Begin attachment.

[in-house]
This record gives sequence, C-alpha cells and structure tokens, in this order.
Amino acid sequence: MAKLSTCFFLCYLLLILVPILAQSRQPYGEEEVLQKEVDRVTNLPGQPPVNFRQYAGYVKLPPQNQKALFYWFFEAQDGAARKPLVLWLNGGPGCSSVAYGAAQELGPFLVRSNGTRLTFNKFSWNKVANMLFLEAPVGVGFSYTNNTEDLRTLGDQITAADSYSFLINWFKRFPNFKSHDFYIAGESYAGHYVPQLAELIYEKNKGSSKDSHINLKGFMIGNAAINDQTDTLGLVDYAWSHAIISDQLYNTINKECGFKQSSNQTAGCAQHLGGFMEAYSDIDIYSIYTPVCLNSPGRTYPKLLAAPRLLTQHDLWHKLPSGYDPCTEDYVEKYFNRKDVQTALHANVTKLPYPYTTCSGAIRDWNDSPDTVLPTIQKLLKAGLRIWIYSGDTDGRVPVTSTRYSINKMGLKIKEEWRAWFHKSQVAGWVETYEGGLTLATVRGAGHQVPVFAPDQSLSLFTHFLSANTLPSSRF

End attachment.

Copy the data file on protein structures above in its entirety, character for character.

[in-house]
This record gives sequence, C-alpha cells and structure tokens, in this order.
Amino acid sequence: MAKLSTCFFLCYLLLILVPILAQSRQPYGEEEVLQKEVDRVTNLPGQPPVNFRQYAGYVKLPPQNQKALFYWFFEAQDGAARKPLVLWLNGGPGCSSVAYGAAQELGPFLVRSNGTRLTFNKFSWNKVANMLFLEAPVGVGFSYTNNTEDLRTLGDQITAADSYSFLINWFKRFPNFKSHDFYIAGESYAGHYVPQLAELIYEKNKGSSKDSHINLKGFMIGNAAINDQTDTLGLVDYAWSHAIISDQLYNTINKECGFKQSSNQTAGCAQHLGGFMEAYSDIDIYSIYTPVCLNSPGRTYPKLLAAPRLLTQHDLWHKLPSGYDPCTEDYVEKYFNRKDVQTALHANVTKLPYPYTTCSGAIRDWNDSPDTVLPTIQKLLKAGLRIWIYSGDTDGRVPVTSTRYSINKMGLKIKEEWRAWFHKSQVAGWVETYEGGLTLATVRGAGHQVPVFAPDQSLSLFTHFLSANTLPSSRF